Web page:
Using Social Media for Research & Researcher Development
Posted by Sarah-Louise Quinnell

This week we are running a series of posts on different aspects of social media use in relation to conducting research and for researcher development. It appears to be particularly relevant as the Wall Street Journal Health published an article yesterday (25th April 2011) that illustrated the value of social media in research:

A new clinical trial found that lithium didn’t slow the progression of Lou Gehrig’s disease, but the findings released Sunday also showed that the use of a social network to enrol patients and report and collect data may deliver dividends for future studies.

The data gathered in this study in relation to the value of social media I find extremely exciting, using social media in research is something I am extremely passionate about. I actively used social media applications to both collect data and to promote me and my work whilst I was conducting my PhD, in fact, I was the first person in my department to have ever created a virtual research environment. This was particularly innovative as my PhD was in Geography (I do love saying was now that I have completed it!) as traditionally geographers engage in extensive amounts of fieldwork, in many cases overseas, where they disappear off to far flung lands, talk to lots of people and then write it up (that is a very simplified understanding of the process). However, for a number of reasons I was unable to undertake the traditional field-based exploration of my subject so I had to look at how else I could collect my data and engage with the subject and relevant stakeholders. I had noticed from the research I had already done that a number of international organisations employed different techniques to create online discussion space. So I decided I could create my own research environment.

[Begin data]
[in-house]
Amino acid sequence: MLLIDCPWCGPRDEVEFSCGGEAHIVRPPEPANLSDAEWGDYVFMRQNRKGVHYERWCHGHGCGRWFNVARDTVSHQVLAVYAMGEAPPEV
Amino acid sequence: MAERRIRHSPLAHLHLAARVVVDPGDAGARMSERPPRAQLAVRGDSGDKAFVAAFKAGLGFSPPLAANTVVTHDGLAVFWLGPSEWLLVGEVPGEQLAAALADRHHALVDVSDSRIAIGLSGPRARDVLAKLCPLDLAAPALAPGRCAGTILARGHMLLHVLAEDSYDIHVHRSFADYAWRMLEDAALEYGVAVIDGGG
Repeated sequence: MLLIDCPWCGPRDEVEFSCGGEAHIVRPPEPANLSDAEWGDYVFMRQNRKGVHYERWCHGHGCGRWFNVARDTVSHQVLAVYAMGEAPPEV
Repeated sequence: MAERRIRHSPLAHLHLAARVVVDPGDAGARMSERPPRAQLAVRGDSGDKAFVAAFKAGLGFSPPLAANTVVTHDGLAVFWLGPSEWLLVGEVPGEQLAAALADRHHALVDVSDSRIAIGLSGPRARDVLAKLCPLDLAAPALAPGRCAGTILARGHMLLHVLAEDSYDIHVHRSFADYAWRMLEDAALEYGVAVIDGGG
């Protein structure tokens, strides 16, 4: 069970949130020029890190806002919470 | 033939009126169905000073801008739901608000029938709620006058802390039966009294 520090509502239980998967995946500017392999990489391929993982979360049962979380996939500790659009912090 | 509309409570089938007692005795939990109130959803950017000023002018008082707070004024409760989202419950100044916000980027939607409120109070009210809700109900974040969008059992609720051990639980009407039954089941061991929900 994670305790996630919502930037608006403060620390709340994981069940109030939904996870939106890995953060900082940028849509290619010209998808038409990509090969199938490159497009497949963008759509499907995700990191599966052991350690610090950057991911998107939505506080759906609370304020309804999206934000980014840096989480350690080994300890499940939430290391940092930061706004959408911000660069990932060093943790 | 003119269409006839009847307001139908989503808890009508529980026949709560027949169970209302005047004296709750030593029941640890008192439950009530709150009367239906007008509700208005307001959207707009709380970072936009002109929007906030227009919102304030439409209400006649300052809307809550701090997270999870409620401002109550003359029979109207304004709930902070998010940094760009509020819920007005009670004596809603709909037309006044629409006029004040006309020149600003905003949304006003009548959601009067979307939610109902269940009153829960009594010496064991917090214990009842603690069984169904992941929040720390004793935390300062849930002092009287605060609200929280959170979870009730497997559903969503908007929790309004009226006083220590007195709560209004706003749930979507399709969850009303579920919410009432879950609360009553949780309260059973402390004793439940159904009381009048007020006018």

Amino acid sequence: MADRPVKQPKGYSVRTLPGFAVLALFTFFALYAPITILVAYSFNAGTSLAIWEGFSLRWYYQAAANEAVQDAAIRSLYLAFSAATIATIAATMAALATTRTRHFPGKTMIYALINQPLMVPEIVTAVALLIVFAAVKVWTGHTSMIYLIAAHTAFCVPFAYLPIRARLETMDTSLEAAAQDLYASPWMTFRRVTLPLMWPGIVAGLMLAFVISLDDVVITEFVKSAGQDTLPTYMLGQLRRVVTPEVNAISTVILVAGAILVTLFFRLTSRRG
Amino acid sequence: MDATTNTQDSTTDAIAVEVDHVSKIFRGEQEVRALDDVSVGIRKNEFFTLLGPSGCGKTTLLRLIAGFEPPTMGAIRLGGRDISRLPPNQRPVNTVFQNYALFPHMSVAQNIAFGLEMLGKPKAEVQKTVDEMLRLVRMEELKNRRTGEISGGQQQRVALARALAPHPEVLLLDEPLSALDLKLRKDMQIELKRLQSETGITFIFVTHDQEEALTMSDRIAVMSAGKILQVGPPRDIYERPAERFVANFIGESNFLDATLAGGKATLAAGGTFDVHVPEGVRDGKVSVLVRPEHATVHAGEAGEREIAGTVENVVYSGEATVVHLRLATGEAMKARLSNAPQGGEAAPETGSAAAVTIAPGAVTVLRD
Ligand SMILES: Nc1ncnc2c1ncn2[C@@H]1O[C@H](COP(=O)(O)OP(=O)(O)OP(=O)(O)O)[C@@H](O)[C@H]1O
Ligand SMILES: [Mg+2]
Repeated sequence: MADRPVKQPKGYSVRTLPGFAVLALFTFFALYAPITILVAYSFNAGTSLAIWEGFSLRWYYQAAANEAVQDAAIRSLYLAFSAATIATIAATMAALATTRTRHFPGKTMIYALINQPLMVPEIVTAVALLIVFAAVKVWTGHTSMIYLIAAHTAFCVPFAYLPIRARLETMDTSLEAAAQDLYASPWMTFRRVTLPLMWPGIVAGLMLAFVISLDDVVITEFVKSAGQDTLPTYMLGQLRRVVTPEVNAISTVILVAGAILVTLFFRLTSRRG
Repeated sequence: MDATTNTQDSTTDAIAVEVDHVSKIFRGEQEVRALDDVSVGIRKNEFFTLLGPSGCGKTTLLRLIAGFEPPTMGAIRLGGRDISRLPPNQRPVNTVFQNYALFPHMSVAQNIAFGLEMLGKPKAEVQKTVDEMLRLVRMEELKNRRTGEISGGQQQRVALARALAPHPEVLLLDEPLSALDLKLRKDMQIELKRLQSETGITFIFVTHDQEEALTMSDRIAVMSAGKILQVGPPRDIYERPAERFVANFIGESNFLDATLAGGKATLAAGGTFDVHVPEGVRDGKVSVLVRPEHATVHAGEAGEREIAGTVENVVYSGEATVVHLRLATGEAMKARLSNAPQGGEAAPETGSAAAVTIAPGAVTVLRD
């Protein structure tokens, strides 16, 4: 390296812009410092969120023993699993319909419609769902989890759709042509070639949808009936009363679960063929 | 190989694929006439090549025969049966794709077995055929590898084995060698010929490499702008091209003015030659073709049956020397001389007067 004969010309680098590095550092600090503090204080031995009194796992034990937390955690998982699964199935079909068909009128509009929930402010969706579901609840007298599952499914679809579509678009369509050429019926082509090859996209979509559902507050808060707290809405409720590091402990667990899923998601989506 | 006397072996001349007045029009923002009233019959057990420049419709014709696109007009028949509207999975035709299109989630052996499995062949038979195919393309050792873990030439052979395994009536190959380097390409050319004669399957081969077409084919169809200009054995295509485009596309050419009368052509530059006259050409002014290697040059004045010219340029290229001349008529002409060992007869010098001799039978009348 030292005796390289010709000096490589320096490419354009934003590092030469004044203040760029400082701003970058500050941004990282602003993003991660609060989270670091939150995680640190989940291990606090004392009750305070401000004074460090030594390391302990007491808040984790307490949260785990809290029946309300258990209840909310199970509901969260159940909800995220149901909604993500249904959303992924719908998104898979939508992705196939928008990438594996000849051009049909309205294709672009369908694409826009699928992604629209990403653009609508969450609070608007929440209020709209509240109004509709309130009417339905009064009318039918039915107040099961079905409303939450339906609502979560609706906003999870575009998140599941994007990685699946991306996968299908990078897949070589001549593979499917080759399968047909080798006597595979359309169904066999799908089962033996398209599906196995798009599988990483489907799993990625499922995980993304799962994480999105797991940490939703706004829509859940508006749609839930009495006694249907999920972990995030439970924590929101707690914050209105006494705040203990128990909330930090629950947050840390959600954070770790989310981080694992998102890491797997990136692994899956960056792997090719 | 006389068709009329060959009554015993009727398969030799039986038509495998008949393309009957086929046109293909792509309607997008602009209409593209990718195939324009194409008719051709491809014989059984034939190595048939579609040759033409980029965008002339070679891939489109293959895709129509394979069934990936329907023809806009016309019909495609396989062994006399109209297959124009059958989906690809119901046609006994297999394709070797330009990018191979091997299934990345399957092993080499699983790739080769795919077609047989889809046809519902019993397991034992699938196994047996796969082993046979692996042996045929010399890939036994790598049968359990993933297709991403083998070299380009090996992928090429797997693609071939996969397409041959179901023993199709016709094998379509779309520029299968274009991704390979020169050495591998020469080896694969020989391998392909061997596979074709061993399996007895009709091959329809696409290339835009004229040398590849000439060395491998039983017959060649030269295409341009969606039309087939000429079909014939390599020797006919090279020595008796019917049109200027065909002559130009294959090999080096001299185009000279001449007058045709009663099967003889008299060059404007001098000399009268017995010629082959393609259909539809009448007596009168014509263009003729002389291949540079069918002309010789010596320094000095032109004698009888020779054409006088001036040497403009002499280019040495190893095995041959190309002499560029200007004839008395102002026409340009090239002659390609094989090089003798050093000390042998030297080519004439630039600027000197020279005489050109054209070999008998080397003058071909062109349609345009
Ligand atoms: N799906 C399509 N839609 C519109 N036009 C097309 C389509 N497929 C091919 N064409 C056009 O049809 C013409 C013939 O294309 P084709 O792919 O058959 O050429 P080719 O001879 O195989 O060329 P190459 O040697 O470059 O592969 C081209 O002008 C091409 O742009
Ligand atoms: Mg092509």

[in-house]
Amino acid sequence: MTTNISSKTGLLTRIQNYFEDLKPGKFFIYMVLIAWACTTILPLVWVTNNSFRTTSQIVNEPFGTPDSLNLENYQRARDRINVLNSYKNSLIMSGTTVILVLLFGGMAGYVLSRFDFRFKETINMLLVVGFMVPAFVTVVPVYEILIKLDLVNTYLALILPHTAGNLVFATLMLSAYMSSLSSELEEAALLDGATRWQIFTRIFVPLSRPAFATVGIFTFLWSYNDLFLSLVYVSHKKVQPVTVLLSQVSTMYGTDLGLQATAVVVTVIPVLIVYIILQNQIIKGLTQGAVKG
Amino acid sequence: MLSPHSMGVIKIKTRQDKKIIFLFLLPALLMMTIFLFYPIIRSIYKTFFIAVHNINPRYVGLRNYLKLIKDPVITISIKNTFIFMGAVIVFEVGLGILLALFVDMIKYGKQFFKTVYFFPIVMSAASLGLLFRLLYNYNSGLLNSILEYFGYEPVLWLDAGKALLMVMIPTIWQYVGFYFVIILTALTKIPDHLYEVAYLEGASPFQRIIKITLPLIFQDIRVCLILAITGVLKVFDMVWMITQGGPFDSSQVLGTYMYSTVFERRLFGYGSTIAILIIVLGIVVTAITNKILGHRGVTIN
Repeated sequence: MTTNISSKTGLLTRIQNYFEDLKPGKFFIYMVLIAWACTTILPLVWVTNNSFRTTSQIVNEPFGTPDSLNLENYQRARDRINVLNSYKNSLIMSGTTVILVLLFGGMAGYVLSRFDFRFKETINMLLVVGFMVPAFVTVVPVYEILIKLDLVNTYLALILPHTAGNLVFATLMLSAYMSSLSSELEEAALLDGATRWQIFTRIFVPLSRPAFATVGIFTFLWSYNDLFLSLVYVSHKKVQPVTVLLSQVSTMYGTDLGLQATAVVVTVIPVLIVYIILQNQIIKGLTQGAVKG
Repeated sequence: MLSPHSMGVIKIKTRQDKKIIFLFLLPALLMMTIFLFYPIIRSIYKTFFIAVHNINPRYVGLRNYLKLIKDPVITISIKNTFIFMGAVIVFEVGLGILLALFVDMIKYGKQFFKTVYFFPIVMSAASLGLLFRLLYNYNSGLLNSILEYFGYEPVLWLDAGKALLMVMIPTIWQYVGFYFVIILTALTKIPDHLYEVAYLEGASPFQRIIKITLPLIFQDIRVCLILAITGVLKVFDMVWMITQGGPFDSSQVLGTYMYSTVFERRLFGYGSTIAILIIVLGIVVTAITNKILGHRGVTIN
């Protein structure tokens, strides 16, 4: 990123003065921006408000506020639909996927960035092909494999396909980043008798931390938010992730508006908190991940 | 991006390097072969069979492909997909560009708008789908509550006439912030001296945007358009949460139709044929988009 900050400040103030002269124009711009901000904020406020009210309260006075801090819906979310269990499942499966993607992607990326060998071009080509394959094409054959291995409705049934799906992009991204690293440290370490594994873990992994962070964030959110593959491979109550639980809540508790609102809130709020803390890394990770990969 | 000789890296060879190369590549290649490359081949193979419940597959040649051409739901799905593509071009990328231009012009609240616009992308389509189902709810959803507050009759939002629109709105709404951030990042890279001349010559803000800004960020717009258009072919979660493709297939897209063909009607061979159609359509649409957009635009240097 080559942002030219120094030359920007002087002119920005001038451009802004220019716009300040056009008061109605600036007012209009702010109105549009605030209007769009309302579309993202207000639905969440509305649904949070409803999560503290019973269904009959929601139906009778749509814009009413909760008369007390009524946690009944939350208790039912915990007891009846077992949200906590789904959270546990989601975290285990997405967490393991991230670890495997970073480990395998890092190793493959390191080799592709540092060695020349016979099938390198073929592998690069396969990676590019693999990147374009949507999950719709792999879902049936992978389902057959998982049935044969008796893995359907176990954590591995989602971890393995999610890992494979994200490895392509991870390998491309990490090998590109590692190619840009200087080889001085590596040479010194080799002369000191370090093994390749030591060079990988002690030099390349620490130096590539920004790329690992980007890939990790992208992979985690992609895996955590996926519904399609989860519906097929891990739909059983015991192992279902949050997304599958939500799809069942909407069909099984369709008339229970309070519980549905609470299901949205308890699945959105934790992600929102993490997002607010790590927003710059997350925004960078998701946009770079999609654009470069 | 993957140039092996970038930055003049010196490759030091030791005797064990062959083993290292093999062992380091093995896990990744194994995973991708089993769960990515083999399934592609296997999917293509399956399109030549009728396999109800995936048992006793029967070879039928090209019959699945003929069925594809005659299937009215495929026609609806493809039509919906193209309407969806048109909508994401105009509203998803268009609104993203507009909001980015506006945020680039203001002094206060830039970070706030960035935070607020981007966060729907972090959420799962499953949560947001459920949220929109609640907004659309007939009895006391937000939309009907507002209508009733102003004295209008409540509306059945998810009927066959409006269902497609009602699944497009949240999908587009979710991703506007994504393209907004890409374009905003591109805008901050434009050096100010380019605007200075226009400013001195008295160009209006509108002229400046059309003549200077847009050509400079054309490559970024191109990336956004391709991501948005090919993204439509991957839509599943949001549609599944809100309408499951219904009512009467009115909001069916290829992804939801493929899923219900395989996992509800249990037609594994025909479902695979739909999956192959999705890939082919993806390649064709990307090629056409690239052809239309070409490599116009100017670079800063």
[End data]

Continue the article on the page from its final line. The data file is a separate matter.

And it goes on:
For the next two years I worked closely with a web-developer creating and running both my site and trialling and revising different applications to collect my data. In order to develop my skills I did at times attempt to ‘reinvent the wheel’ which I admit now was not necessary as the majority of the applications already exist in the most user-friendly form. The question is knowing how to use them effectively.

My virtual research environment facilitated the collection of a huge range of data, it also enabled me to connect with a larger number of globally-dispersed actors / stakeholders than I would have done traditionally. I conducted a number of interviews through asynchronous message boards and skype as well as through email conversations. Having a presence online also established me as a researcher / consultant and expert in my field thus I was able to network with other policy-makers and organisations enabling me to undertake other projects and gain further experience working with institutions like UNEP.